Though Tagliareni and Mathews don’t consider themselves ghost hunters, and are interested the history — not the hauntings — of Overbrook, they have had one encounter that can’t be easily explained.
“I was alone, filming an old hospital bed with the infrared camera,” said Mathews. “And I looked down the hallway and I saw a shadow. It looked like it was hunched over with a giant back and then it ran down the hall. I kept rolling, and then it ran the other way. When I walked down there, the only thing I found was a wall.”
Tagliareni is quick to point out, “We’re hesitant to say supernatural. We just don’t know what it was.”
It was probably a ghost, if you believe Travel Channel’s Ghost Adventures, which visited the asylum. The team captured shadows, floating orbs — and even a disembodied voice saying, “Help me.”
Some of the most damning evidence comes from author Chuck Palahniuk, who filmed part of the adaptation of his novel, Choke , at Overbrook. Writing for Maxim , he told of interns finding Satanic altars and rotting animal sacrifices. “One Teamster won’t leave his truck because of the old nurse people keep seeing, a gray-haired woman wearing a starched white cap and uniform who disappears midway down long hallways or into dead-end rooms,” Palahniuk revealed.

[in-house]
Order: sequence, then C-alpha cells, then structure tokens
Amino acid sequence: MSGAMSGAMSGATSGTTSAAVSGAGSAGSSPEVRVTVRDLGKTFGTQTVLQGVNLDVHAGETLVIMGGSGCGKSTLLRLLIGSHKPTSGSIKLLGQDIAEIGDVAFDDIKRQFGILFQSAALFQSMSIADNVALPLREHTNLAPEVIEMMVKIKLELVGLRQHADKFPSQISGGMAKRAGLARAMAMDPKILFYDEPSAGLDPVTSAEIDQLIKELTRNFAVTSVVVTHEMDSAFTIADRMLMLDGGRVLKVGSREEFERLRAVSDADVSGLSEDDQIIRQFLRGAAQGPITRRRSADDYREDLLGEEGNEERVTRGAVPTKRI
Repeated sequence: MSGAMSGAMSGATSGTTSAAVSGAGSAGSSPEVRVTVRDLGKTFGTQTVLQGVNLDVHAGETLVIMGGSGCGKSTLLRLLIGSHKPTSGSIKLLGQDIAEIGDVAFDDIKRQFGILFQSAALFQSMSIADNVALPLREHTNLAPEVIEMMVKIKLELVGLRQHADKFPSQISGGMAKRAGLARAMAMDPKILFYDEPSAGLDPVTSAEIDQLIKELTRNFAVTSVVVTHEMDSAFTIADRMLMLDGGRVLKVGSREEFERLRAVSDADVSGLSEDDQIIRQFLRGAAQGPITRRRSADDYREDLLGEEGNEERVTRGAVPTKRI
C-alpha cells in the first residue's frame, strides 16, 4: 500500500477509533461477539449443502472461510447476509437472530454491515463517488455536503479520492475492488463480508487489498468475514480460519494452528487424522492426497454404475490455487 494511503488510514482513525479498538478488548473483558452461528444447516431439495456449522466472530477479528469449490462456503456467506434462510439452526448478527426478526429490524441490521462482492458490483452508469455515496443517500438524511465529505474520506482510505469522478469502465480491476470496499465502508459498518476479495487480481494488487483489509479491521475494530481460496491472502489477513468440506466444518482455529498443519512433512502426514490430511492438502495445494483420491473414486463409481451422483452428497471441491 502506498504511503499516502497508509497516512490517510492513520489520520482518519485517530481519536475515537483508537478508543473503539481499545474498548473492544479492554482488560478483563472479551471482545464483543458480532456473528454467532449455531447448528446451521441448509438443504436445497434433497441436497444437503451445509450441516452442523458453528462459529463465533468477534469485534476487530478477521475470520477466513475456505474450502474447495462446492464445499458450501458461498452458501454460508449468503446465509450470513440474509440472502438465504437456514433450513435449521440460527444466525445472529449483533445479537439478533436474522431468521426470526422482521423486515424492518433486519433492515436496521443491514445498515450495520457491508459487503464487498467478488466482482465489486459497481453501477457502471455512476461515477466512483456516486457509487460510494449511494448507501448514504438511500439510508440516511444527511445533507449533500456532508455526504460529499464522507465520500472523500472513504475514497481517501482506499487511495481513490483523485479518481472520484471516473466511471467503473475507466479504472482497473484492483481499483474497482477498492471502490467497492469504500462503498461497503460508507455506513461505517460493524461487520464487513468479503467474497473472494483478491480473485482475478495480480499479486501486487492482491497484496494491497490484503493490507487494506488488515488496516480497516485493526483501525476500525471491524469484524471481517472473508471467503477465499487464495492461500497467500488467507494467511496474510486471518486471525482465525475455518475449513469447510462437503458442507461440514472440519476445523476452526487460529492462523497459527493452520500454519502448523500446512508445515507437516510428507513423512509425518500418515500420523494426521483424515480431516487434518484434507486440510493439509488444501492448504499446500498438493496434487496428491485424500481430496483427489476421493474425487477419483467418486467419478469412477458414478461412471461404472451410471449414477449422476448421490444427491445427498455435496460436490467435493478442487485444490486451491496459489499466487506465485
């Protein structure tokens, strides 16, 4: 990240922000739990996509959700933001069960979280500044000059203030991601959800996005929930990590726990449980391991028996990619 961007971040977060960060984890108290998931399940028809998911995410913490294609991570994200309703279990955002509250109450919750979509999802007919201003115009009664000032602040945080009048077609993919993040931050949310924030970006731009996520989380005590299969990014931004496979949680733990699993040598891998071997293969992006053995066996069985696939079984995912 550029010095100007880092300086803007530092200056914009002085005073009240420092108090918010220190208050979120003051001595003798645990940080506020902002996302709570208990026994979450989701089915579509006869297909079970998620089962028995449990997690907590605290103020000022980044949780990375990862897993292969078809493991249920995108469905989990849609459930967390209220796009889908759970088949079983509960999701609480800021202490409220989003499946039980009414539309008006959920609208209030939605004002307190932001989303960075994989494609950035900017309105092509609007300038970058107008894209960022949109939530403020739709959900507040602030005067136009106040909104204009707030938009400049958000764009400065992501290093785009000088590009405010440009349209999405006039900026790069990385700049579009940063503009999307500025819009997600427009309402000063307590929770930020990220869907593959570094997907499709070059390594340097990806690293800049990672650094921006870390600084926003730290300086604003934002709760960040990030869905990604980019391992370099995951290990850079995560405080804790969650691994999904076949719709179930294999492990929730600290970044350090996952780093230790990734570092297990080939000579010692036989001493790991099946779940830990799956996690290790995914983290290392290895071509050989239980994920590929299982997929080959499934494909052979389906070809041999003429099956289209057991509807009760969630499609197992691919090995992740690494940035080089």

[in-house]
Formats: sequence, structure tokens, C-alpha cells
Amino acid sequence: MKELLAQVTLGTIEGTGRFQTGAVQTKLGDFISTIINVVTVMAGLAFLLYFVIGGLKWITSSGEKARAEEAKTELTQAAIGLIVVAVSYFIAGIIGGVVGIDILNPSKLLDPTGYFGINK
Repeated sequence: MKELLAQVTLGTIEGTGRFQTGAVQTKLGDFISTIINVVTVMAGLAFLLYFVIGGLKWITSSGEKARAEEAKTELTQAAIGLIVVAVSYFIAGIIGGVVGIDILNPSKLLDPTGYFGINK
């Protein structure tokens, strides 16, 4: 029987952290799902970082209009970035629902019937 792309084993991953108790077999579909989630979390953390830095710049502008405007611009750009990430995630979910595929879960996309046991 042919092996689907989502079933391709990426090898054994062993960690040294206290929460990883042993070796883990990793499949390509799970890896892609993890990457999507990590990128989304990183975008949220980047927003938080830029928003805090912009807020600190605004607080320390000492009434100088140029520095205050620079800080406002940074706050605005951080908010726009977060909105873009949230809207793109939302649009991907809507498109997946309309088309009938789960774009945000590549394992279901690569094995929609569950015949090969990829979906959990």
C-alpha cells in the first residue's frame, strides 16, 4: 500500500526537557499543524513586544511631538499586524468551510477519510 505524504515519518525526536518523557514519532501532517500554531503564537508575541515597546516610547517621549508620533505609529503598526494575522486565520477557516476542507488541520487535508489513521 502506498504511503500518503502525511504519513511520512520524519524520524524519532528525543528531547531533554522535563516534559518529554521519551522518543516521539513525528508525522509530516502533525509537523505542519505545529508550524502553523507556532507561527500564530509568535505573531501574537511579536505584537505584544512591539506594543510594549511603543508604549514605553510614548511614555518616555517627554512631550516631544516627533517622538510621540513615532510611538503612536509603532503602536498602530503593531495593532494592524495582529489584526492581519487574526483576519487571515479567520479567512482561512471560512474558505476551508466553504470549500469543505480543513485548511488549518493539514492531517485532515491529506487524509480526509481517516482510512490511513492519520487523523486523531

Whether you’re ghost-hunting or just curious, Tagliareni does have some words of advice for those exploring urban sites: “Be respectful and ask first. All it takes is inquiring with the town or county. That’s what we did with Overbrook. Just ask. If they say no, don’t break a window and jump in. Be mature.”
The Overbrook Asylum is slowly being torn down by the county. Rumors of new, luxury homes being built on the site pop up every year. As of now, pieces of the hospital and its tunnels still remain, like fossils embedded in stone. But if the government doesn’t tear it down, it looks like Mother Nature (or the ghosts) will reclaim the land.